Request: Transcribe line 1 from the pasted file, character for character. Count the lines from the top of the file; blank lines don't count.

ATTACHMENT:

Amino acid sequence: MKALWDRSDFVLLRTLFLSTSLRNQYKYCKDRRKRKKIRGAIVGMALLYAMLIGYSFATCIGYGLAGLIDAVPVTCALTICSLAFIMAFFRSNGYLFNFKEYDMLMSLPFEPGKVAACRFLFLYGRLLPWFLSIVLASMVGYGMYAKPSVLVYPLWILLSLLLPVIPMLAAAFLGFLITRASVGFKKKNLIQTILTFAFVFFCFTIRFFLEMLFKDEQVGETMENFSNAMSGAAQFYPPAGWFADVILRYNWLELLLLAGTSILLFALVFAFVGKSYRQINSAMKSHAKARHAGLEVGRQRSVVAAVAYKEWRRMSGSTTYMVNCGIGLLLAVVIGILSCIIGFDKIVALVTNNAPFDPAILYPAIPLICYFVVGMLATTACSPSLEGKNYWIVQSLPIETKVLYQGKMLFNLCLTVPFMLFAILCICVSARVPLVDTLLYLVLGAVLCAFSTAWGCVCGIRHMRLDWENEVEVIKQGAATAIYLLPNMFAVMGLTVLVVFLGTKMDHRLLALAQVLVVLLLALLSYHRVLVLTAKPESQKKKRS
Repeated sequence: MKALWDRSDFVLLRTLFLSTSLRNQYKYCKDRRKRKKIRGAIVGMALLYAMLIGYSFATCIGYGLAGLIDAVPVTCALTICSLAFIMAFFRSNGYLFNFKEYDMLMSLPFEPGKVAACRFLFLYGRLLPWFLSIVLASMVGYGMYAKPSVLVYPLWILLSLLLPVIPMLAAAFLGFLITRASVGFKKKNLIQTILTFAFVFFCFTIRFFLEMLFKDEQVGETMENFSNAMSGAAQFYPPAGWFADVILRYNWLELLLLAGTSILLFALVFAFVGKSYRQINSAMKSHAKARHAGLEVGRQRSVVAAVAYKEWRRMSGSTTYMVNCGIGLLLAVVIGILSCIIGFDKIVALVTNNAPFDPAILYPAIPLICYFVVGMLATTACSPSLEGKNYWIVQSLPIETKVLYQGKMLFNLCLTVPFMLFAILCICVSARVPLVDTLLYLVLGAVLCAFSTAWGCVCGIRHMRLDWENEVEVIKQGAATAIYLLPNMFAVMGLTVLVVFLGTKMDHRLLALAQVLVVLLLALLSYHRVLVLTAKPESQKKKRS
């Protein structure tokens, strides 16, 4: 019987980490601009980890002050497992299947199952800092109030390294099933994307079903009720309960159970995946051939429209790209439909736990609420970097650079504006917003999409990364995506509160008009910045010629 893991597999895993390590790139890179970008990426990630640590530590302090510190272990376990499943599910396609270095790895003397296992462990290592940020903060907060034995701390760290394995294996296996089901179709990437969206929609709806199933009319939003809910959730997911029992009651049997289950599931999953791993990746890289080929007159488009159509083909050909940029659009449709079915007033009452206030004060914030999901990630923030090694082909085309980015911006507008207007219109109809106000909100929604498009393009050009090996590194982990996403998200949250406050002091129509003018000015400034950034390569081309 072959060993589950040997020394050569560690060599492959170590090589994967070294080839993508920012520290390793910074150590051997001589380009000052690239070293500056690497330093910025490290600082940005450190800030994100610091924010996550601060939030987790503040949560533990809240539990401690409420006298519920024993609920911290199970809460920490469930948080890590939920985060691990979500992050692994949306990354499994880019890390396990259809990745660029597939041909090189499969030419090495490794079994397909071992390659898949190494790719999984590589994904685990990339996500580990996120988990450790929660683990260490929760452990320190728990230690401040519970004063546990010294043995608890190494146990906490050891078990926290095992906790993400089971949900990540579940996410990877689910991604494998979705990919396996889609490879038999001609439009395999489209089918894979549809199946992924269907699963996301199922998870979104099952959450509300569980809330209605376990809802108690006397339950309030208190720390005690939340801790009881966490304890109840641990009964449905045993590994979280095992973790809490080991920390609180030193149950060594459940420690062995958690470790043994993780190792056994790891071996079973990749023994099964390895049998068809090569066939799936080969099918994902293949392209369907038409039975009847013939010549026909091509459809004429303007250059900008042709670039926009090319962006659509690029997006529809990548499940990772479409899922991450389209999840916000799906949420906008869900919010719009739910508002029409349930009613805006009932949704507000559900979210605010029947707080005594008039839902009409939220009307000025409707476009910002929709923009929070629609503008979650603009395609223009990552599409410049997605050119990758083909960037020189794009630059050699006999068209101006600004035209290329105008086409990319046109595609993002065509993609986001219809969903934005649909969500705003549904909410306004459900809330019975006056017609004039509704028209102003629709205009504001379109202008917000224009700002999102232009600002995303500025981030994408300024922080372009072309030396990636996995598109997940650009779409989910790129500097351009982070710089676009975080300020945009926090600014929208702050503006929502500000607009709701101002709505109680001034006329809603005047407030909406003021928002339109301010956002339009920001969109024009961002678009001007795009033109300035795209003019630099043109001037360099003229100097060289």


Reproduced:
Amino acid sequence: MKALWDRSDFVLLRTLFLSTSLRNQYKYCKDRRKRKKIRGAIVGMALLYAMLIGYSFATCIGYGLAGLIDAVPVTCALTICSLAFIMAFFRSNGYLFNFKEYDMLMSLPFEPGKVAACRFLFLYGRLLPWFLSIVLASMVGYGMYAKPSVLVYPLWILLSLLLPVIPMLAAAFLGFLITRASVGFKKKNLIQTILTFAFVFFCFTIRFFLEMLFKDEQVGETMENFSNAMSGAAQFYPPAGWFADVILRYNWLELLLLAGTSILLFALVFAFVGKSYRQINSAMKSHAKARHAGLEVGRQRSVVAAVAYKEWRRMSGSTTYMVNCGIGLLLAVVIGILSCIIGFDKIVALVTNNAPFDPAILYPAIPLICYFVVGMLATTACSPSLEGKNYWIVQSLPIETKVLYQGKMLFNLCLTVPFMLFAILCICVSARVPLVDTLLYLVLGAVLCAFSTAWGCVCGIRHMRLDWENEVEVIKQGAATAIYLLPNMFAVMGLTVLVVFLGTKMDHRLLALAQVLVVLLLALLSYHRVLVLTAKPESQKKKRS